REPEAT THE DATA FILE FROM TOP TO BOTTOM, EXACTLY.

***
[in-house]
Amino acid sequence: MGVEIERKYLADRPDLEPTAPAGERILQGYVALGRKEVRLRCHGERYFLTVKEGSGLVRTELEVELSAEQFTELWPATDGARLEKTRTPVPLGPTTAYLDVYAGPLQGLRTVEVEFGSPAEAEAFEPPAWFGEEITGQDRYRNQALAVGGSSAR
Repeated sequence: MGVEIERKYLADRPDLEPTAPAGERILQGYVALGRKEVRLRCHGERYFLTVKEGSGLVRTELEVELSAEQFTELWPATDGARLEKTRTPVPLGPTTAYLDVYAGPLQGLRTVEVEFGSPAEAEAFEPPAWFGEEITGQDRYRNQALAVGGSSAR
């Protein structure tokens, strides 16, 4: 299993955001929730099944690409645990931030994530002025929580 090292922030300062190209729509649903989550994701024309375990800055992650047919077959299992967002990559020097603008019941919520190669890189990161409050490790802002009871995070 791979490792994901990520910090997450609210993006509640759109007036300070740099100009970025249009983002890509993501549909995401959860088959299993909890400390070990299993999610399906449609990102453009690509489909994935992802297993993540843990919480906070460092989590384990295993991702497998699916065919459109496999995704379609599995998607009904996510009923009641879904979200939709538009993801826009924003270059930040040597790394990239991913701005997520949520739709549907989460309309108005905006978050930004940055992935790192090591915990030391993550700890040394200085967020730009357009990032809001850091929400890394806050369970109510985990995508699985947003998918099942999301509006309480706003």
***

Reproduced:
[in-house]
Amino acid sequence: MGVEIERKYLADRPDLEPTAPAGERILQGYVALGRKEVRLRCHGERYFLTVKEGSGLVRTELEVELSAEQFTELWPATDGARLEKTRTPVPLGPTTAYLDVYAGPLQGLRTVEVEFGSPAEAEAFEPPAWFGEEITGQDRYRNQALAVGGSSAR
Repeated sequence: MGVEIERKYLADRPDLEPTAPAGERILQGYVALGRKEVRLRCHGERYFLTVKEGSGLVRTELEVELSAEQFTELWPATDGARLEKTRTPVPLGPTTAYLDVYAGPLQGLRTVEVEFGSPAEAEAFEPPAWFGEEITGQDRYRNQALAVGGSSAR
């Protein structure tokens, strides 16, 4: 299993955001929730099944690409645990931030994530002025929580 090292922030300062190209729509649903989550994701024309375990800055992650047919077959299992967002990559020097603008019941919520190669890189990161409050490790802002009871995070 791979490792994901990520910090997450609210993006509640759109007036300070740099100009970025249009983002890509993501549909995401959860088959299993909890400390070990299993999610399906449609990102453009690509489909994935992802297993993540843990919480906070460092989590384990295993991702497998699916065919459109496999995704379609599995998607009904996510009923009641879904979200939709538009993801826009924003270059930040040597790394990239991913701005997520949520739709549907989460309309108005905006978050930004940055992935790192090591915990030391993550700890040394200085967020730009357009990032809001850091929400890394806050369970109510985990995508699985947003998918099942999301509006309480706003």